|Total||40,000||5 seats||Total||56,000||9 seats|
NB: National seat quota: 5,000 votes. Only Parties B and C surmount the national threshold.
In this example, oblast North’s representation is significantly lower (five seats) than oblast South’s (nine seats). Despite having the same number of registered voters, the North has lower turnout and is punished for this in terms of the number of representatives they receive.
Historically, higher voter turnout in Ukraine’s western oblasts has been a general trend observed from one election to another (the 2019 elections were, in this respect, an exception but may indicate a new trend). A simulation using the 2014 parliamentary results as base illustrate this: the oblasts most penalized by the turnout-based method would be Donetsk, Luhansk, Odesa, and Kherson (including Crimea). The largest beneficiaries would be Lviv, Ivano-Frankivsk and Ternopil oblasts.
Another factor is the unpredictability of the turnout-based system: parties will not know how many seats are available in each region. Thus, where parties expect a high turnout, they will strive to register as many candidates as practically possible – to avoid having fewer candidates on their party lists than the actual seats to be filled. In regions with expected low turnout, parties may want to register fewer candidates, but then risk not having enough candidates on their list to fill all seats. The turnout-based allocation of mandates injects a high element of uncertainty into the system that makes it difficult for parties to plan. This will have financial implications by making election participation more costly for political parties who register more candidates and by increasing the budget for the election administration that need to cater for additional candidates (bigger ballots, additional purchase of free broadcast time, posters, etc.).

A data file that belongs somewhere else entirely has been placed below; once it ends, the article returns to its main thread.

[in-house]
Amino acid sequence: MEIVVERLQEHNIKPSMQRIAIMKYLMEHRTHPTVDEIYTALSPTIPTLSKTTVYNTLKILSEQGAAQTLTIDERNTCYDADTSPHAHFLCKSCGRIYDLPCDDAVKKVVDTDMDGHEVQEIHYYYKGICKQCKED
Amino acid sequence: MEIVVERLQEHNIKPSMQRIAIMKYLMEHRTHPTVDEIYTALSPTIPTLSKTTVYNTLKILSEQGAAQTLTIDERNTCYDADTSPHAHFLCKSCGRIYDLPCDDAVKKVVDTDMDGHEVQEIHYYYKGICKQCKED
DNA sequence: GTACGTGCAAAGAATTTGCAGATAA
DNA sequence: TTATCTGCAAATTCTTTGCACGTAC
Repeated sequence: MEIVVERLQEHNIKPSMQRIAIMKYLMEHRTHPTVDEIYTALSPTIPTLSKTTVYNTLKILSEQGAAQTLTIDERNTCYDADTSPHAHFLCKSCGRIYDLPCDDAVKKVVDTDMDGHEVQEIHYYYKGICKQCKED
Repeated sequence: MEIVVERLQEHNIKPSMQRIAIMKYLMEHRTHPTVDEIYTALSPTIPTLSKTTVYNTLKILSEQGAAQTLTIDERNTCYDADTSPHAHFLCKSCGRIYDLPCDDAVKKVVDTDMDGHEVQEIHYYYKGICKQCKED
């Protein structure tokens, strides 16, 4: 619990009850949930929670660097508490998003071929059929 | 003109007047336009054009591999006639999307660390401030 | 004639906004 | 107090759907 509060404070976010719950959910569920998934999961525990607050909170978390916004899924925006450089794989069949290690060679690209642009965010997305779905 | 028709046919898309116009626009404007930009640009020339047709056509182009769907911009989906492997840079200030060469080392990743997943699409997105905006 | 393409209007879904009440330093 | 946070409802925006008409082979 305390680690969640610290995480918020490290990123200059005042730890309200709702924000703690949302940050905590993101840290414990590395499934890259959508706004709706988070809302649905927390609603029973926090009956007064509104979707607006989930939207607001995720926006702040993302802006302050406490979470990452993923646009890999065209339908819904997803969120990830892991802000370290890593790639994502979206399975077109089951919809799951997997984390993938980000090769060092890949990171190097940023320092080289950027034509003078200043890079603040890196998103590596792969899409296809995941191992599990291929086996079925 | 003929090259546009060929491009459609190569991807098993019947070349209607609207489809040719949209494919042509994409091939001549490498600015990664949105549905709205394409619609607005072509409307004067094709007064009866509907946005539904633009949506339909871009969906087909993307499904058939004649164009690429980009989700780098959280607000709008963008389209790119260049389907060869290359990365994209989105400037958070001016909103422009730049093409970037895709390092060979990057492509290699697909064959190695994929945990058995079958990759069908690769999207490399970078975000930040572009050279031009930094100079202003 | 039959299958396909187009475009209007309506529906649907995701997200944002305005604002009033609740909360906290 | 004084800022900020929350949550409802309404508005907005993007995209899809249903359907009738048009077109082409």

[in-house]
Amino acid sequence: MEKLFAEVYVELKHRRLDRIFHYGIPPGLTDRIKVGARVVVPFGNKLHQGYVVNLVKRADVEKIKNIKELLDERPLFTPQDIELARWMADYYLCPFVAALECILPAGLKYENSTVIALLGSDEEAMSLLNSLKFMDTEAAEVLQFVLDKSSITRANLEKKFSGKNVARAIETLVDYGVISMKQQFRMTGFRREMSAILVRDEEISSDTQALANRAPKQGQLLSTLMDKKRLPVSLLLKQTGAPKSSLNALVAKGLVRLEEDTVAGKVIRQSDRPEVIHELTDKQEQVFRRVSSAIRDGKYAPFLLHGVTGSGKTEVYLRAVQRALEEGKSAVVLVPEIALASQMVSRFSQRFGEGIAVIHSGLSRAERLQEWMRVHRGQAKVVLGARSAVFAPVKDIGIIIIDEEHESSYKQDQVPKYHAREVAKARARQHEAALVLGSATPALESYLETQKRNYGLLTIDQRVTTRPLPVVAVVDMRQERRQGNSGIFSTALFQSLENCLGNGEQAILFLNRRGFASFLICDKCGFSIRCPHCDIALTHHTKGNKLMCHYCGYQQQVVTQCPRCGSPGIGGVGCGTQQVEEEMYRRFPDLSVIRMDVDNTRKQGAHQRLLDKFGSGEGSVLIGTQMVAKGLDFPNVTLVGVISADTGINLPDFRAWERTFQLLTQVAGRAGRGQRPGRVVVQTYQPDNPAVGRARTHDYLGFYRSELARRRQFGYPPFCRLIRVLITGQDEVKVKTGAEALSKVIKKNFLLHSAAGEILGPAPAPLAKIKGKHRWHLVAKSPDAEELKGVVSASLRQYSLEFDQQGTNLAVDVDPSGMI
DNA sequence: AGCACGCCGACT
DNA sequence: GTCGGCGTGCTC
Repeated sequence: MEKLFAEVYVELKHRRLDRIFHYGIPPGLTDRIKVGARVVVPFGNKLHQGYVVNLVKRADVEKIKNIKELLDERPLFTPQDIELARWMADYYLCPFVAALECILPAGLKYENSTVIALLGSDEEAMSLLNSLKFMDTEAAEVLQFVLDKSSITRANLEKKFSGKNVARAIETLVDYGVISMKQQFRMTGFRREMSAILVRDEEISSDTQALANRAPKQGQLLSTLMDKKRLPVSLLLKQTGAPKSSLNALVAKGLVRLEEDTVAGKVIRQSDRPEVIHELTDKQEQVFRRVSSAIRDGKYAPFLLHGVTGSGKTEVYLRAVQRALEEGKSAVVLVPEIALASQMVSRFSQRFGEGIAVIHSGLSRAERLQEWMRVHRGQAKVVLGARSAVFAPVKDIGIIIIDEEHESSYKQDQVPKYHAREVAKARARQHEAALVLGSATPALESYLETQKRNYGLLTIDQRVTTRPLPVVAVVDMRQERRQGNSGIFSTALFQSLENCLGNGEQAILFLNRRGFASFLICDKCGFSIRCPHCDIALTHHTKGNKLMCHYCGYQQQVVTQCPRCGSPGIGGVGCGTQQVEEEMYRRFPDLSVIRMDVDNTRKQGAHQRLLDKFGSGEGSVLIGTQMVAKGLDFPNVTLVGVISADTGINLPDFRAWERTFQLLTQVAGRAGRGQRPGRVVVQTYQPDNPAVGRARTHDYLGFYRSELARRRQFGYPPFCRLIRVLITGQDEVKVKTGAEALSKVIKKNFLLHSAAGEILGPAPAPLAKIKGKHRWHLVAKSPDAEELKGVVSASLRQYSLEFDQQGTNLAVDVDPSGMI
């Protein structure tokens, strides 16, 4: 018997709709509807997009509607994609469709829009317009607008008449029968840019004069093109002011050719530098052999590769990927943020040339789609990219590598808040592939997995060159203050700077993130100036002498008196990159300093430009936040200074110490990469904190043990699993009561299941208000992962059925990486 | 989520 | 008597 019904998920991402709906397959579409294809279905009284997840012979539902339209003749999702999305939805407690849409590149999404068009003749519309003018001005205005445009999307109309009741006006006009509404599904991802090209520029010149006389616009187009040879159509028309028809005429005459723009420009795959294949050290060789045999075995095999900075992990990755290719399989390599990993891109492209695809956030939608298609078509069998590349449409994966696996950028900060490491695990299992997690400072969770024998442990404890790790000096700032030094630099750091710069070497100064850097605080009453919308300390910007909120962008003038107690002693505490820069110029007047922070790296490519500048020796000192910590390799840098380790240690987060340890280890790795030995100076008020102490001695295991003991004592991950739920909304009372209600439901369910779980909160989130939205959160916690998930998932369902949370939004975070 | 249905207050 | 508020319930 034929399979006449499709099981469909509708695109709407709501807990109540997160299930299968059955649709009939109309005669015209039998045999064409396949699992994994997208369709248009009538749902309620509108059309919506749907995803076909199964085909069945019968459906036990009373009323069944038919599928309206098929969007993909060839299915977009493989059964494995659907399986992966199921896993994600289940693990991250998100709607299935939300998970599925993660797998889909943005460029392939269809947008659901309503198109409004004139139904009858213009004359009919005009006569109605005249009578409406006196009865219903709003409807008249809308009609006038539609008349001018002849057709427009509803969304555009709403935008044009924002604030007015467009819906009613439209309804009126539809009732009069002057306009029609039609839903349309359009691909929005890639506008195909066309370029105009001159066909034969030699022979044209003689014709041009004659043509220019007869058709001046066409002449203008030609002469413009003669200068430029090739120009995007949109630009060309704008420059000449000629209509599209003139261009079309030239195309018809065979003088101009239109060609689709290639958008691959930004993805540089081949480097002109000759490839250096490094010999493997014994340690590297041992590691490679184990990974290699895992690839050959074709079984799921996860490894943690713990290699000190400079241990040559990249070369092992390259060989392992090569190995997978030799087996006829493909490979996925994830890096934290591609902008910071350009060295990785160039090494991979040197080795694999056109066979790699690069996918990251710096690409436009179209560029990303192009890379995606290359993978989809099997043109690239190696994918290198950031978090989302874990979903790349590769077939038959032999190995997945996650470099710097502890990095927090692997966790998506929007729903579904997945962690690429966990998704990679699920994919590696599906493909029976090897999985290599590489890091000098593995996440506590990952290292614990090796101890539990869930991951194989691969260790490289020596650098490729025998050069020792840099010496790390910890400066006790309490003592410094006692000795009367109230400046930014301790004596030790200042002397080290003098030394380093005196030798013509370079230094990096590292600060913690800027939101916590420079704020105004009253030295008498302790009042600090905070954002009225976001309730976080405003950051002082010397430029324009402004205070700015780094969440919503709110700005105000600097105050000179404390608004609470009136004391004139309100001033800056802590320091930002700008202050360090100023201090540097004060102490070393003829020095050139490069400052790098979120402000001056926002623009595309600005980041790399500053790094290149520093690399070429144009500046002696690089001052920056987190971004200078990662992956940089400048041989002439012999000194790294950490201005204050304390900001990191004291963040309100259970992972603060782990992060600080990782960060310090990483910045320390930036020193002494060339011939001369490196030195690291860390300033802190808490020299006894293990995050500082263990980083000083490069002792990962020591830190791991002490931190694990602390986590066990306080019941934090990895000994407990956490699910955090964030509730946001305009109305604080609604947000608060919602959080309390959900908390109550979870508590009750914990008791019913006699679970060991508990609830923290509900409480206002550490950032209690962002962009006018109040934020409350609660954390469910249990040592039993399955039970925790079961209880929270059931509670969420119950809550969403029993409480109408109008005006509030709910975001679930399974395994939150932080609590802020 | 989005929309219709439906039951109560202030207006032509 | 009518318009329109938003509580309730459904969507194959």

To summarize, the turnout-based seat allocation method is problematic for these reasons:
- It will award election districts which – for some reason or another – can produce a high voter turnout on election day an advantage at the expense of other districts;
- This may create legitimacy problems and foster illicit campaign practices aimed at artificially inflating – or reducing – voter turnout on election day in certain regions;
- What happens in an election district on election day will have implications for the district’s political representation the next five years;
- There will be uncertainty about the number of seats in an election district until after election day. This may be a challenge for the legitimacy of the vote;
- The uncertainly about the number of contested seats in a district will make it more difficult for political parties to plan and likely trigger registration of more candidates than needed;
- A higher number of candidates will make the election more complex and costly both for political parties and for the election administration that will need to print larger ballots etc.
IFES supports basing the allocation of parliamentary seats on voter population data
In almost every parliamentary election system used around the world, seats are allocated to districts based on some combination of population size and geography. Such districts are then represented in proportion to their population size. This is also the recommendation by the Venice Commission in its Code of Good Practice in Electoral Matters. Previously, Ukraine has used voter population data when drawing boundaries of plurality (majoritarian) election districts for local and parliamentary elections. With the ability of internal displaced persons (IDPs) to register a permanent electoral address at their actual place of residence in Ukraine – as is envisaged in the proposal of the President to the Election Code –IDPs will weigh in and count in equation.
Together with its civil society partners and as part of its support to electoral reform in Ukraine, IFES is providing expert input to the Verkhovna Rada Working Group for the development of an Election Code in line with international standards and best practices. IFES stands ready to provide further support and technical assistance to the Government of Ukraine to ensure effective and timely implementation of this reform.
This analysis was developed by the International Foundation for Electoral Systems (IFES) through the support of the United States Agency for International Development (USAID), Global Affairs Canada and UK aid. The opinions expressed herein are those of the author and do not necessarily reflect the views of USAID, nor the governments of the United States, Canada, or the UK.